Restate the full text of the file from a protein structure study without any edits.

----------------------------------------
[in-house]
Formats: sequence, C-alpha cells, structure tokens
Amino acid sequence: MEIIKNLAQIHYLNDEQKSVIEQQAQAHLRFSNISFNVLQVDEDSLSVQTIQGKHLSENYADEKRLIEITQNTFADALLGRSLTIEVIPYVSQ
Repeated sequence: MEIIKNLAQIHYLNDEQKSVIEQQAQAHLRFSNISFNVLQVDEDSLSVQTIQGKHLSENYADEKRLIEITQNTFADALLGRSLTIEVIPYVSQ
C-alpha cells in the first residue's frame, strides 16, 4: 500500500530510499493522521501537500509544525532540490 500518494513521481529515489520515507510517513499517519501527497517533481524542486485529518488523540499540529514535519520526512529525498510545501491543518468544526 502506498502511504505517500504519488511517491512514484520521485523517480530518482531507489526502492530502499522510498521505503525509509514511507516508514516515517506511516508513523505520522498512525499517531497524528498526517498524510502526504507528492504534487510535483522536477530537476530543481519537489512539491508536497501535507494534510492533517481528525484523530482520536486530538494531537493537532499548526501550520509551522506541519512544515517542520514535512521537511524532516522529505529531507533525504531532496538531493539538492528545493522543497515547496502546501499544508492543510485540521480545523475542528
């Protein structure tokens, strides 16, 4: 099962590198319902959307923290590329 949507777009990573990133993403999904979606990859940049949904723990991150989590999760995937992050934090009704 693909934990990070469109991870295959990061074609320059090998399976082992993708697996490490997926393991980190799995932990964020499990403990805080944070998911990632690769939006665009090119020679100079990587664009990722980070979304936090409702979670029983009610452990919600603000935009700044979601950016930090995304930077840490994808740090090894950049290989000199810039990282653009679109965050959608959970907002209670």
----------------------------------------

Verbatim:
[in-house]
Formats: sequence, C-alpha cells, structure tokens
Amino acid sequence: MEIIKNLAQIHYLNDEQKSVIEQQAQAHLRFSNISFNVLQVDEDSLSVQTIQGKHLSENYADEKRLIEITQNTFADALLGRSLTIEVIPYVSQ
Repeated sequence: MEIIKNLAQIHYLNDEQKSVIEQQAQAHLRFSNISFNVLQVDEDSLSVQTIQGKHLSENYADEKRLIEITQNTFADALLGRSLTIEVIPYVSQ
C-alpha cells in the first residue's frame, strides 16, 4: 500500500530510499493522521501537500509544525532540490 500518494513521481529515489520515507510517513499517519501527497517533481524542486485529518488523540499540529514535519520526512529525498510545501491543518468544526 502506498502511504505517500504519488511517491512514484520521485523517480530518482531507489526502492530502499522510498521505503525509509514511507516508514516515517506511516508513523505520522498512525499517531497524528498526517498524510502526504507528492504534487510535483522536477530537476530543481519537489512539491508536497501535507494534510492533517481528525484523530482520536486530538494531537493537532499548526501550520509551522506541519512544515517542520514535512521537511524532516522529505529531507533525504531532496538531493539538492528545493522543497515547496502546501499544508492543510485540521480545523475542528
């Protein structure tokens, strides 16, 4: 099962590198319902959307923290590329 949507777009990573990133993403999904979606990859940049949904723990991150989590999760995937992050934090009704 693909934990990070469109991870295959990061074609320059090998399976082992993708697996490490997926393991980190799995932990964020499990403990805080944070998911990632690769939006665009090119020679100079990587664009990722980070979304936090409702979670029983009610452990919600603000935009700044979601950016930090995304930077840490994808740090090894950049290989000199810039990282653009679109965050959608959970907002209670």